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Bush’s Victory

A couple of days ago, George W. Bush pointed out — correctly at it happens — that if the Bush tax cuts were not called “the Bush tax cuts”, they wouldn’t be so controversial. Ezra Klein affirms, pointing out that the Democrats have basically conceded at least part of the issue.

Most of his tax cuts are, at this point, an almost foregone conclusion. No one is talking about taking the 10% bracket and raising it back to 15%. No one is talking about raising the 25% bracket back to 28%, or the 28% bracket back to 31%, or the 33% bracket back to 36%. And not only do both parties support the expanded child tax credit, but Democrats have expanded it further. The bulk of the Bush tax cuts are now a bipartisan affair.

To put it differently, Democrats have, for the most part, admitted that Bush was right, and the Clinton-era tax rates were too high on most Americans. For all that Democrats talk about returning to the Clinton-era tax rates, they only ever mean for the top two percent of taxpayers — the folks who are now in the 35% bracket, but whom they would like to see in a 39.6% bracket.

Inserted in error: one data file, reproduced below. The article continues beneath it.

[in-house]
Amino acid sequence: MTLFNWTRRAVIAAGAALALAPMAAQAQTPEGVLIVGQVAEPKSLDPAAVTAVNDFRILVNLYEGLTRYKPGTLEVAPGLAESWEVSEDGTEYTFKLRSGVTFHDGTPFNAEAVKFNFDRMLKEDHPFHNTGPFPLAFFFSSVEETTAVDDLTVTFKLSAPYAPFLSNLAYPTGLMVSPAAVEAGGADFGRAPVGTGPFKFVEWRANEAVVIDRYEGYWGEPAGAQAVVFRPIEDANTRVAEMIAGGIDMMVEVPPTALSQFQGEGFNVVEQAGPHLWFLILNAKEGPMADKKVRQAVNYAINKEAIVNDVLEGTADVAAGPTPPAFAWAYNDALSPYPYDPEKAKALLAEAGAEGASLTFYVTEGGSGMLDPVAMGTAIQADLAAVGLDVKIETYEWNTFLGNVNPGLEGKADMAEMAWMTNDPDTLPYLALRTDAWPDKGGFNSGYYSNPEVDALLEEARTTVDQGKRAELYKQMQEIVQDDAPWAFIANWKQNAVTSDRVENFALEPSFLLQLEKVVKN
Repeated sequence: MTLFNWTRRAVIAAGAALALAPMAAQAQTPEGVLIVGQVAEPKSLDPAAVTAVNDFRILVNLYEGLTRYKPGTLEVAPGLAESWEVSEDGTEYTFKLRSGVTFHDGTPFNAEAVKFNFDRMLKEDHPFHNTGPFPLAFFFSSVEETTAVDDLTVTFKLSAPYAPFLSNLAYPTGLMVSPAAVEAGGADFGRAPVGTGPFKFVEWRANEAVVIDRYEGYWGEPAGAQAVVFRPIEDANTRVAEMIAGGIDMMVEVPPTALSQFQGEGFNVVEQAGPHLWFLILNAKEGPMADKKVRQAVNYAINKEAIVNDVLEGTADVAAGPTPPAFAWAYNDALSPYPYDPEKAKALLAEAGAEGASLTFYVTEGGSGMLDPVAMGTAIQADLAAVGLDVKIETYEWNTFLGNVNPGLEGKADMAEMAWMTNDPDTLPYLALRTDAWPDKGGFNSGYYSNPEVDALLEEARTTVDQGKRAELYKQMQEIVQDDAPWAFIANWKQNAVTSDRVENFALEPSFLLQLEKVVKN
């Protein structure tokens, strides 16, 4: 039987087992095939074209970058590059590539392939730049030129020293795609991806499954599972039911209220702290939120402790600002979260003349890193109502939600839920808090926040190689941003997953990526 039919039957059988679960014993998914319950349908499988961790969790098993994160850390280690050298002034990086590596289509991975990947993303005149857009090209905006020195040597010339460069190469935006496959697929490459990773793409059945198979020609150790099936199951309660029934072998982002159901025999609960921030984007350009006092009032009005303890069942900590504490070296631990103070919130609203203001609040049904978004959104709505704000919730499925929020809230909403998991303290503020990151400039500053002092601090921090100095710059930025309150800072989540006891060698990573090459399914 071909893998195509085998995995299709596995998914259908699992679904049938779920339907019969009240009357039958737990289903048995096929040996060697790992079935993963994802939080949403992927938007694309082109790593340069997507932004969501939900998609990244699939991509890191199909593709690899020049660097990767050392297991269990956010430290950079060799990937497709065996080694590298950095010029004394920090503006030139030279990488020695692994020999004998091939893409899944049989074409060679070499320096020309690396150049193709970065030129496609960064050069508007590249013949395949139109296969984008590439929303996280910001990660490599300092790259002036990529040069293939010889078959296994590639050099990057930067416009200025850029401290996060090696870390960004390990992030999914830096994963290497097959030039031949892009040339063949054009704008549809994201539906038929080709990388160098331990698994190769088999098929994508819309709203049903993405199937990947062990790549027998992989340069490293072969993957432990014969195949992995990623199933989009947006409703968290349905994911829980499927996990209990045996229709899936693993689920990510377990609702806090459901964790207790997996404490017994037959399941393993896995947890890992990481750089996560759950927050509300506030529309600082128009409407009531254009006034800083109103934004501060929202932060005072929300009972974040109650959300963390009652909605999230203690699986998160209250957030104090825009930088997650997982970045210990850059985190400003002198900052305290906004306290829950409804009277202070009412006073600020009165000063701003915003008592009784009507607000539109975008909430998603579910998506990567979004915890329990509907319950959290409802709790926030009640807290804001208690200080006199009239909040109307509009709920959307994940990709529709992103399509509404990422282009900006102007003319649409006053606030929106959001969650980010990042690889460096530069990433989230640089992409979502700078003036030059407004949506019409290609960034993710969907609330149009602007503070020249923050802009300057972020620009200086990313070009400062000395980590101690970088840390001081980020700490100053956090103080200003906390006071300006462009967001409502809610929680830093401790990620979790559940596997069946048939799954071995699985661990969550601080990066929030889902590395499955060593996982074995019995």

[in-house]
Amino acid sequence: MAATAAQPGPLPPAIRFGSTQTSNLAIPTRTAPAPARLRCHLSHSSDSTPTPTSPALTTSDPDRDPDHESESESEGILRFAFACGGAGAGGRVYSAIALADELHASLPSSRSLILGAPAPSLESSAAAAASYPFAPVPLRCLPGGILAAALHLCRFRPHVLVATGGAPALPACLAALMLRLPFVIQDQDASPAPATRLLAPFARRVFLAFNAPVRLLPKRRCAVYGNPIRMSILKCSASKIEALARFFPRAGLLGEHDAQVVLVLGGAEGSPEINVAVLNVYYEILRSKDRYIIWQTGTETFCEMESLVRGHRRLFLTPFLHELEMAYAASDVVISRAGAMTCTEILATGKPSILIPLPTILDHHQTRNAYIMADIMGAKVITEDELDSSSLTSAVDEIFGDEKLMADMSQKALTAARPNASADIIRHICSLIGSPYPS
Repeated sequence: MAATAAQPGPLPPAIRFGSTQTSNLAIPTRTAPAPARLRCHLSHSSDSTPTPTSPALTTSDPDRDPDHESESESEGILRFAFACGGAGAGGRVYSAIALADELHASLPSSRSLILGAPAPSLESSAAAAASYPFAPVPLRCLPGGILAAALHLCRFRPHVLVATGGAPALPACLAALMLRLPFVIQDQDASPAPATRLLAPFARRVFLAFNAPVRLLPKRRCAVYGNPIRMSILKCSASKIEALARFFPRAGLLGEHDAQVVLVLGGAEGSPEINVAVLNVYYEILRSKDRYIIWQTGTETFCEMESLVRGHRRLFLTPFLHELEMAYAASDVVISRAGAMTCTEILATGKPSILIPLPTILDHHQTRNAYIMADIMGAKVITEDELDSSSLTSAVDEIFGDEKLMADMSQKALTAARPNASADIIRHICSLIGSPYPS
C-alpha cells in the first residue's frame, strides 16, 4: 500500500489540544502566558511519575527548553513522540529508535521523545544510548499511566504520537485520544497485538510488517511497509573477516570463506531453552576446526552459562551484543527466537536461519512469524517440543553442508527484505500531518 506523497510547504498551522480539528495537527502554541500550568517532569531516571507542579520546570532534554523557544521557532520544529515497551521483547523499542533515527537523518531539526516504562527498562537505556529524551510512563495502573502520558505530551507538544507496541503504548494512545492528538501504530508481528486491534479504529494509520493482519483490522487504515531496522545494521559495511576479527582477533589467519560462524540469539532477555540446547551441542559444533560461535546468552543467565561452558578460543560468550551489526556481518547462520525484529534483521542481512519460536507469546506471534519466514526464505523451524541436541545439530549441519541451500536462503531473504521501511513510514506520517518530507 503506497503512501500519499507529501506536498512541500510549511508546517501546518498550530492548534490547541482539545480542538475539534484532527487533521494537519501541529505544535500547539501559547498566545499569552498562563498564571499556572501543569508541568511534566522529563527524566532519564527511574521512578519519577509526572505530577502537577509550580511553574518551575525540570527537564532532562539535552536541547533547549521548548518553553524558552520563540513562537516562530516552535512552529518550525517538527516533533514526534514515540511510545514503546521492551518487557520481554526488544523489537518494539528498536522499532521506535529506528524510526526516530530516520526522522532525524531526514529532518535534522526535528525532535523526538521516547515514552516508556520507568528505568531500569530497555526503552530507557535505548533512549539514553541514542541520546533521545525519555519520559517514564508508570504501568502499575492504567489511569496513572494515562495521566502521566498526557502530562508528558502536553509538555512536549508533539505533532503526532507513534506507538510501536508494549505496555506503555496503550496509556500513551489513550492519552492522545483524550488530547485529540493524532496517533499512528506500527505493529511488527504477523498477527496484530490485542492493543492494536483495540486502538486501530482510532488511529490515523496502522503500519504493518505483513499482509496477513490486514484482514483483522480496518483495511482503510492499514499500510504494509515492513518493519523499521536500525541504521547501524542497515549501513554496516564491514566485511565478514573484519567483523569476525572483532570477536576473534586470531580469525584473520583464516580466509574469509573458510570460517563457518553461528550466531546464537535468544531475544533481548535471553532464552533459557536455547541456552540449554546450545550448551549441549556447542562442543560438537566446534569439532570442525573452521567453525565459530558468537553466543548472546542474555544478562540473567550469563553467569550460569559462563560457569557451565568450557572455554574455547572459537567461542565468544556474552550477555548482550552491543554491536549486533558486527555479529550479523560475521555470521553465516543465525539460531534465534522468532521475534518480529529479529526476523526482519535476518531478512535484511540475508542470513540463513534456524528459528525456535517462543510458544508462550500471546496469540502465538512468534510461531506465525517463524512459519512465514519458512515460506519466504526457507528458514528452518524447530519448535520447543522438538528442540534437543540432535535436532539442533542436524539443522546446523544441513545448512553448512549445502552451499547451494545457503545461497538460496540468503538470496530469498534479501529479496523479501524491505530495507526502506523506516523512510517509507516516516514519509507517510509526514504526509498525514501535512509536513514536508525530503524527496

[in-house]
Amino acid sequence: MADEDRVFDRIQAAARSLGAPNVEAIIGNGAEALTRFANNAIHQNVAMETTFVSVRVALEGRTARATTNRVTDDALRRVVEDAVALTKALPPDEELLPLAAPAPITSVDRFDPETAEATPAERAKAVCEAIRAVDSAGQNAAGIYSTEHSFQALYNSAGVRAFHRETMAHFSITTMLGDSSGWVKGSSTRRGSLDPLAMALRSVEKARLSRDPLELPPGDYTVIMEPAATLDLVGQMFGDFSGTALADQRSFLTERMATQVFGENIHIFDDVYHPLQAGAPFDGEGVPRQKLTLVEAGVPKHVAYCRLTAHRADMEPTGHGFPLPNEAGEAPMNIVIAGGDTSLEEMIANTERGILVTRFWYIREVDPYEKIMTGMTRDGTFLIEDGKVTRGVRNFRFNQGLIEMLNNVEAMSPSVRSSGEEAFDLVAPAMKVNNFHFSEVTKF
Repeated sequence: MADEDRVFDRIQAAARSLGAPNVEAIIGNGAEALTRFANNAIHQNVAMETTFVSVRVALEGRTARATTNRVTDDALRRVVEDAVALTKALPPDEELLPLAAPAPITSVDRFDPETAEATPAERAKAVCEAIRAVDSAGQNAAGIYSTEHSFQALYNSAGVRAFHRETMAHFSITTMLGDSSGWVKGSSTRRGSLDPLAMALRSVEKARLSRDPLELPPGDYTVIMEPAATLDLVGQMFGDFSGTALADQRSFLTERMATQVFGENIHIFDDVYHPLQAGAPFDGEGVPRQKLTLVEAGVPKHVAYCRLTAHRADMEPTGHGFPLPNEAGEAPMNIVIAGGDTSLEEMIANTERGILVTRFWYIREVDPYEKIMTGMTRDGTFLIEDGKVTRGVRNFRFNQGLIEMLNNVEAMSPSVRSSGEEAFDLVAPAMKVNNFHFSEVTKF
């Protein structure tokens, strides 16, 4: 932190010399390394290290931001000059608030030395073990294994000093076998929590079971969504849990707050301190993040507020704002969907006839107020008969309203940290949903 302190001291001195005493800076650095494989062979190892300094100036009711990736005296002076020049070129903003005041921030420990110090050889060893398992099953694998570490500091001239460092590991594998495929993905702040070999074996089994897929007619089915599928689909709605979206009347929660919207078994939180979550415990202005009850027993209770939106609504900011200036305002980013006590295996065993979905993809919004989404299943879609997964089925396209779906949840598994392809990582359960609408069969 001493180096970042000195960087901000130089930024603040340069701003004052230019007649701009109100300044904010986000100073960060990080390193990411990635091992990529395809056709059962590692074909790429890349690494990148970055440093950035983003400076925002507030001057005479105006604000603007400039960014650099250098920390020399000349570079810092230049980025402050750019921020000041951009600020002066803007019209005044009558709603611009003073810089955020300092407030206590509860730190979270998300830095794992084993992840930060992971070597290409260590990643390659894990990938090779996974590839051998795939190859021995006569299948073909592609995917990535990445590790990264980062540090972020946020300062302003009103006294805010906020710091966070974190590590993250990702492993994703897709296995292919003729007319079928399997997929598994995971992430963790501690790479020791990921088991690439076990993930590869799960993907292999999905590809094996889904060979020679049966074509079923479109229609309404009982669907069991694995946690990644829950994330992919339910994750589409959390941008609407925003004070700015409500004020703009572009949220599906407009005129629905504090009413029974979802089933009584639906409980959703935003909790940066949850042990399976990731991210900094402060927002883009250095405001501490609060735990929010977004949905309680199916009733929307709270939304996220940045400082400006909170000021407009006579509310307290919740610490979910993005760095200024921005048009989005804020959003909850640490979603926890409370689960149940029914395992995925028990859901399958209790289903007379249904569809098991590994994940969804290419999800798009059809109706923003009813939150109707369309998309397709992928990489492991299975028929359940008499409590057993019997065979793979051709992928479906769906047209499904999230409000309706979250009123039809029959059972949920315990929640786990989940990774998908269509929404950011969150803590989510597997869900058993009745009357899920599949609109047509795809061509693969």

Ezra has a higher opinion of the Democrats than I do. Klein, bless him, is serious about fiscal matters and believes that the Democrats are equally serious. I don’t. If the Democrats were really worried about debt, they would be talking about raising taxes for everyone else. They would certainly be up for ending or tapering the payroll tax holiday. Their support for tax hikes on the rich — whether wise or stupid — is motivated by politics, not budget math. They want to portray the Republicans as the party of the rich. That’s about as far as their thinking goes.

Look, I’ve said taxes are probably going to have to go up. We have an aging population, a mountain of debt and many obligations. But anyone who thinks about revenue seriously knows that you simply can’t close the deficit on the backs of the rich. Returning to Clinton-era taxation levels for only the rich would net a trillion or a little less: not nothing, but not enough. Hell, you could take all their money and you still wouldn’t get there. Even the so-called Buffet Rule would only bring in a few billion a year.

This is not about revenue or debt. Reagan, who raised taxes in combination with reform, was serious about debt. Bush and Clinton, who raised taxes on everyone and cut spending (eventually) were serious about debt. Simpson-Bowles, which contemplates tax increases in combination with reform, is serious about debt. The modern day Democratic proposals are showmanship. They are partisanship. They are, and I hate to resort to cliche, class warfare.

The Democrats are simply showing how unserious they are about our deficit. Let’s not pretend there’s any thought behind it.